In fact, the attempt to define caste as Hindu and as a rigid hierarchical system “embedded in Hinduism” is itself a constitutional violation of Hindu-American rights. Attempting to define religion is prohibited by our constitution and is a violation of the Establishment Clause of the First Amendment.
The appointment of a special body by the city to understand and interpret the nuances of caste, assign caste groups, and create a hierarchy to monitor caste-based discrimination would be a violation of the Establishment Clause which prevents the government from interpreting religion. Seattle cannot interpret religion or violate the fundamental rights of immigrant South Asians, Indians, or Hindus. Furthermore, it is not clear how Seattle would handle individuals who identify as Hindu, but also as atheists. This raises serious questions about the rights of immigrants
from South Asia, Indians, and Hindus to self-determination and their fundamental rights as American citizens.
Perhaps the most blaring issue with the caste ordinance is that it does not reference the 2020 report by the Carnegie Endowment for International Peace, conducted in collaboration with the John Hopkins School of Advanced International Studies and the University of Pennsylvania which demonstrates that Caste discrimination in the U.S. is so low that it is not statistically quantifiable and projectable. Furthermore, nearly half of the Hindu Americans surveyed did not answer the caste section of the survey, and less than half of those who answered said they did not know their caste identity. Finally, it is notable that caste discrimination was the least concerning to the sample studied, rendering it statistically insignificant.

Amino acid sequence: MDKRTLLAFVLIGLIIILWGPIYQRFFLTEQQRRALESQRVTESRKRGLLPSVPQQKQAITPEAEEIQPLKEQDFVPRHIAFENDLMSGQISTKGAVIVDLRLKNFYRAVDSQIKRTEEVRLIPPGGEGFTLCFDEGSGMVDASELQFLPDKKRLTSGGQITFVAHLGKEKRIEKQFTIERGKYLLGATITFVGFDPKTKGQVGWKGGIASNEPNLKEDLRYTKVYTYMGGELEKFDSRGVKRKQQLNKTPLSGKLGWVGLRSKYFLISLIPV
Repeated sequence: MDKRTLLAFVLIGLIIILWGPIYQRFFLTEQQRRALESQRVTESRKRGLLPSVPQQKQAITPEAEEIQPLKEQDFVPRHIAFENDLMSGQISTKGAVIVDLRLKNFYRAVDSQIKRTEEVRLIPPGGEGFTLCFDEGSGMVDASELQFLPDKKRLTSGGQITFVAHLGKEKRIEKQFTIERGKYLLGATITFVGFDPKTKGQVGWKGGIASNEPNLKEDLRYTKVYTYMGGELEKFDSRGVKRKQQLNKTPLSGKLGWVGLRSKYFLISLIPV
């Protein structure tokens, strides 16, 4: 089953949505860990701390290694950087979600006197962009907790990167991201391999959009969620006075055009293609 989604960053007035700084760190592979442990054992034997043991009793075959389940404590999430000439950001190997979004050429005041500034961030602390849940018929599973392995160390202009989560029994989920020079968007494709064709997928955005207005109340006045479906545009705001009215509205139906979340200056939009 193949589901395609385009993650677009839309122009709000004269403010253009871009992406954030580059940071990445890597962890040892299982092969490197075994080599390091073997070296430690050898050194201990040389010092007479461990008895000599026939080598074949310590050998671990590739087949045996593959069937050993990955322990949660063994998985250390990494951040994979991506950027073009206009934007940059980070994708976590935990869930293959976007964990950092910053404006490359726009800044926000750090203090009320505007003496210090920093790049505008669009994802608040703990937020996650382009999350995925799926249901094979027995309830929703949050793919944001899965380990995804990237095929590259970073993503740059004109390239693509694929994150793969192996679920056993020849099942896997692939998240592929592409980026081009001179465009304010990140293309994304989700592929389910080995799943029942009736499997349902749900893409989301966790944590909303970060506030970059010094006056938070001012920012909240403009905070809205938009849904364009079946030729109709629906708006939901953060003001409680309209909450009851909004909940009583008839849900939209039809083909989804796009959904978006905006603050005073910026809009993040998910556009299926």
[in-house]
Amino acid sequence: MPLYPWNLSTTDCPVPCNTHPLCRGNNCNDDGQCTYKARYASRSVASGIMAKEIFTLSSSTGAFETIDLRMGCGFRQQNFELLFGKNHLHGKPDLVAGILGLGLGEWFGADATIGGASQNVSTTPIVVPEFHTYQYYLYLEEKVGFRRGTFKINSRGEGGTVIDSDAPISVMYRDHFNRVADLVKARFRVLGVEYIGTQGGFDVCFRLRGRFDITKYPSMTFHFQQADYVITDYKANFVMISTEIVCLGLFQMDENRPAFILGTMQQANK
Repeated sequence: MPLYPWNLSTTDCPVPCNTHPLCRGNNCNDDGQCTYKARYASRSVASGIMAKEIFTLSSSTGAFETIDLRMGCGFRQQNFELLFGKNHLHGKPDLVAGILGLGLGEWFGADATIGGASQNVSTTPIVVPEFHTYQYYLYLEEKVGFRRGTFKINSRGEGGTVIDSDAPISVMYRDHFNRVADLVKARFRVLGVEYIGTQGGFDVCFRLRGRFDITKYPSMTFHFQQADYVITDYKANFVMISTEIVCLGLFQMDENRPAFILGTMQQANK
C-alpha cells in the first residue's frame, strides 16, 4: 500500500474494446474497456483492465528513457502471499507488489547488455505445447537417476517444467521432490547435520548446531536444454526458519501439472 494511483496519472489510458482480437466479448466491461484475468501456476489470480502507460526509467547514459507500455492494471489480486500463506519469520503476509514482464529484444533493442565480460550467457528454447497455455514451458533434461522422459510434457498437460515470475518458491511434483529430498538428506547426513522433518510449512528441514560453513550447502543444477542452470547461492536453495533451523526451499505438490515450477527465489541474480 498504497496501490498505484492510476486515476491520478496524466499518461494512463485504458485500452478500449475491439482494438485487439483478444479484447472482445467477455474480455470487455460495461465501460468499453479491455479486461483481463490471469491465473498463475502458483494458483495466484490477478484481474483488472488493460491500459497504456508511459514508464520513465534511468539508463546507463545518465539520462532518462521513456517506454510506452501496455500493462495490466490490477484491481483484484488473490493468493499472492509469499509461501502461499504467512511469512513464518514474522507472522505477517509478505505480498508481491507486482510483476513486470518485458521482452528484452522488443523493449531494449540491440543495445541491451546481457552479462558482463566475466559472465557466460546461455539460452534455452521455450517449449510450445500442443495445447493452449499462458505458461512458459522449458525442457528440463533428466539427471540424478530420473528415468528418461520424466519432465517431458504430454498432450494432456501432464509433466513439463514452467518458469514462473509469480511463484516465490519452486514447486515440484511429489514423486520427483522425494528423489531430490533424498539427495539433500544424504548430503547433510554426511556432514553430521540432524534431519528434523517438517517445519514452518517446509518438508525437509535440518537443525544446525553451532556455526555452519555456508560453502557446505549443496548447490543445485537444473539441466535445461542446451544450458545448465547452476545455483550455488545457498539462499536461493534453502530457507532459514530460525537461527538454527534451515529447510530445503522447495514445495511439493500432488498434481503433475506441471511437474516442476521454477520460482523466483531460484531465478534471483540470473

This caste ordinance opens colonial wounds and depends on faulty and fabricated surveys and unproven caste cases to attempt to define Hinduism with ulterior motives. Articles that claim to address inherent and endemic discrimination in Hindu social structures are silent about other religions yet argue that Hindus have no right to call out Hinduphobia.
It is crucial for the American Hindu diaspora community to come together to resist this gaslighting of Hindus and oppose vehemently this dangerous and biased ordinance that will divide the South Asian community and violate our First Amendment rights as Americans.
If there is “liberty and justice for all,” this caste ordinance must not be allowed to pass.
1. Kshama Sawant recall, Seattle, Washington (2020-2021) – Ballotpedia
2. Home – Caste Gate
3. Social Realities of Indian Americans: Results From the 2020 Indian American Attitudes Survey – Carnegie Endowment for International Peace
Richa Gautam is a senior research scholar and associate in indigenous ethnography at the Center of Indic Studies at Indus University. She is a consumer research and business analyst who divides her time between field studies, advocacy efforts, and conducting surveys and research for her clients. She actively works in the field of diversity, inclusiveness, and minority rights as well as decolonial practices as Founder and Director at Cares Global.